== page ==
26. Subsection (1) explains the circumstances in which a risk of sexual harm order may be made. The acts in subsection (3) which constitute the trigger behaviour for an order all involve explicitly sexual communication or conduct with or towards a child. The terms "image" and "sexual activity" are defined.
The types of behaviour at (3) (a) and (b) and (d) may already amount to a criminal offence. However, the trigger behaviour need not amount to criminal conduct. Subsection (3) (c) would cover a person giving condoms or a sex toy to a child. Subsection (3) (d) would cover a person sending pornographic images to a child over the internet or describing the sexual acts they would like to carry out on the child. An order would not be made unless the court is satisfied (under subsection (4) (b)) that further such acts would cause a child or children physical or psychological harm.
27. For the purpose of the Bill, "image" includes photographs, cartoon strips, email attachments and drawings. The use of the words "but regardless of any person's purpose" in sections (3) (f) (ii) means that an activity, or communication, or image, would only be "sexual" for the purposes of this Bill if a reasonable person, purely from the nature and circumstances of the activity, communication or image, would consider it to be sexual, without having to enquire into the motive behind it.
28. The order entitles the court to prohibit the defender from doing anything described in it. The minimum duration of an order is two years. The order is intended as a preventative measure to deter unlawful or harmful sexual activity with, or conduct towards, a child. Breach of an order, without reasonable excuse, is a criminal offence that may be prosecuted either summarily or on indictment, with a maximum penalty on indictment of five years' imprisonment.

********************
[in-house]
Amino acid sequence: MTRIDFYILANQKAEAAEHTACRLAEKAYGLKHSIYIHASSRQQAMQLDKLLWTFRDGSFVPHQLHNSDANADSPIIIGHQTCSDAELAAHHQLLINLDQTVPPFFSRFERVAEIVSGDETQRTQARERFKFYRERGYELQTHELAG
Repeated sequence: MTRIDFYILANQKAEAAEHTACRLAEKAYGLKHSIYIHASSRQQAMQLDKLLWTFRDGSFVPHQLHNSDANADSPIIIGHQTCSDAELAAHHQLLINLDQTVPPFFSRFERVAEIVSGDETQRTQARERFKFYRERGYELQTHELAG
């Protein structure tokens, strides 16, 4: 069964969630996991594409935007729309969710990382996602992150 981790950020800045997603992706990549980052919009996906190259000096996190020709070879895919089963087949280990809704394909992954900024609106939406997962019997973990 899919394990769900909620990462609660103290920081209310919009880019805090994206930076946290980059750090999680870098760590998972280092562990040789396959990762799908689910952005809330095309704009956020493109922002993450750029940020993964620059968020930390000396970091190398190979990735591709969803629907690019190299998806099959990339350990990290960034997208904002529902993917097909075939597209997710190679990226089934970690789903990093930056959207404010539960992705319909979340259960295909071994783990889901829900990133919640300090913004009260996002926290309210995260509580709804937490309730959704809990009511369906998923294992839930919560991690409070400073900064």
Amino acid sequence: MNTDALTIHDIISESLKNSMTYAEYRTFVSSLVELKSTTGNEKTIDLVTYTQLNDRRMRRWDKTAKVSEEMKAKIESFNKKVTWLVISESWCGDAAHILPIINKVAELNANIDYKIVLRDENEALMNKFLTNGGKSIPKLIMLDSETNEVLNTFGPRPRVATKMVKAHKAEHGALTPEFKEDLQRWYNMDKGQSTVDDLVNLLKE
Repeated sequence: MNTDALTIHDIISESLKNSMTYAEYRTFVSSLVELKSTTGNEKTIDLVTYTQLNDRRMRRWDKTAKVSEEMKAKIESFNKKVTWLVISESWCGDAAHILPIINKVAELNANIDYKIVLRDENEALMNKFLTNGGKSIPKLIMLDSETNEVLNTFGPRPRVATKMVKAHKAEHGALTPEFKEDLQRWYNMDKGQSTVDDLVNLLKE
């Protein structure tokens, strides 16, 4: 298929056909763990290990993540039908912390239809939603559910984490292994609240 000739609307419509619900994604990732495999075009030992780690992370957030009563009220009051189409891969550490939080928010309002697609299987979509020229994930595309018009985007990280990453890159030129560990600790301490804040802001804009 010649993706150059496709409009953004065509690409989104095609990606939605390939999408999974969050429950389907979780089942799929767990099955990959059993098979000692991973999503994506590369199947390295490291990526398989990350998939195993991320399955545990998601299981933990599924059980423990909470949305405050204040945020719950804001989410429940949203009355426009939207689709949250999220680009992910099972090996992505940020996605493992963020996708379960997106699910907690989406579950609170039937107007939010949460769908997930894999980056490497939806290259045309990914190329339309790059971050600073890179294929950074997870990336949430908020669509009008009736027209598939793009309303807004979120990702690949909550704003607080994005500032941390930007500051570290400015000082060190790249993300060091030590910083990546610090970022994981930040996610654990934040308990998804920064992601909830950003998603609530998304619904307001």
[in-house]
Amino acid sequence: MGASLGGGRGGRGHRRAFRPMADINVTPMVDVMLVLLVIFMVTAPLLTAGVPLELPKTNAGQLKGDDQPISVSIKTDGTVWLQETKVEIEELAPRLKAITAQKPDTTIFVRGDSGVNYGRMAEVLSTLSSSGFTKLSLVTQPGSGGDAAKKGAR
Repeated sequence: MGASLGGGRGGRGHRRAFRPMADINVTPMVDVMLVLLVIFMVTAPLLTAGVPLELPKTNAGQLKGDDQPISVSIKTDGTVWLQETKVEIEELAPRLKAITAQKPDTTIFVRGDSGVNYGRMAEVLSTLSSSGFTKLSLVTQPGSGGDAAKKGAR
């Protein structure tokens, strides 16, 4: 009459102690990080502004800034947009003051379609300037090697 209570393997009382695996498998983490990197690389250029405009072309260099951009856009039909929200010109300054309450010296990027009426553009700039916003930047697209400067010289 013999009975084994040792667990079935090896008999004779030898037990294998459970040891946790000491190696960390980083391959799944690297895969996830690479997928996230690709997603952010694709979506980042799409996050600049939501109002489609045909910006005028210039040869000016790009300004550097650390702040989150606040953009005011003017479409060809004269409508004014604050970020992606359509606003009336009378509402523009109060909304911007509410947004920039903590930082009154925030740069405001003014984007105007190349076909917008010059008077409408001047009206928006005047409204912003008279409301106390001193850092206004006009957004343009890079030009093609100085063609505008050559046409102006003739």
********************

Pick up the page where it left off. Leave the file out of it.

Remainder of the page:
29. Given that a person subject to a RSHO, need not have been convicted of any sexual offence, they would not be subject to the notification requirements in Part 2 of the Sexual Offences Act. However, a breach of a RSHO would be a criminal offence for which a conviction would entail compliance with the notification requirements.
30. The RSHO should not be used as a substitute for the criminal offence, but applies in circumstances where the behaviour of the adult gives reason to believe that the child is at risk from an individual's conduct or communication and intervention at this earlier stage is necessary to protect the child.
31. Only the police would be able to make an application for a RSHO. An assessment process would need to be undertaken by the police who would need to consider the degree of risk that the individual poses at that time. It is suggested that, where appropriate, the assessment should be carried out in consultation with other relevant agencies, such as social work services and other child protection agencies. However, because a RSHO may be applied for against someone without a previous criminal conviction (unlike the other preventative orders) consideration may need to be given to using an external independent risk assessor.
32. The fact that it is the police who apply for the order would prevent them being used by parents trying to prevent their child having contact with, for example, an 18 year old boyfriend whom they consider unsuitable for their child.
Section 4 - Risk of Sexual Harm Order: Variations, Renewals and Discharges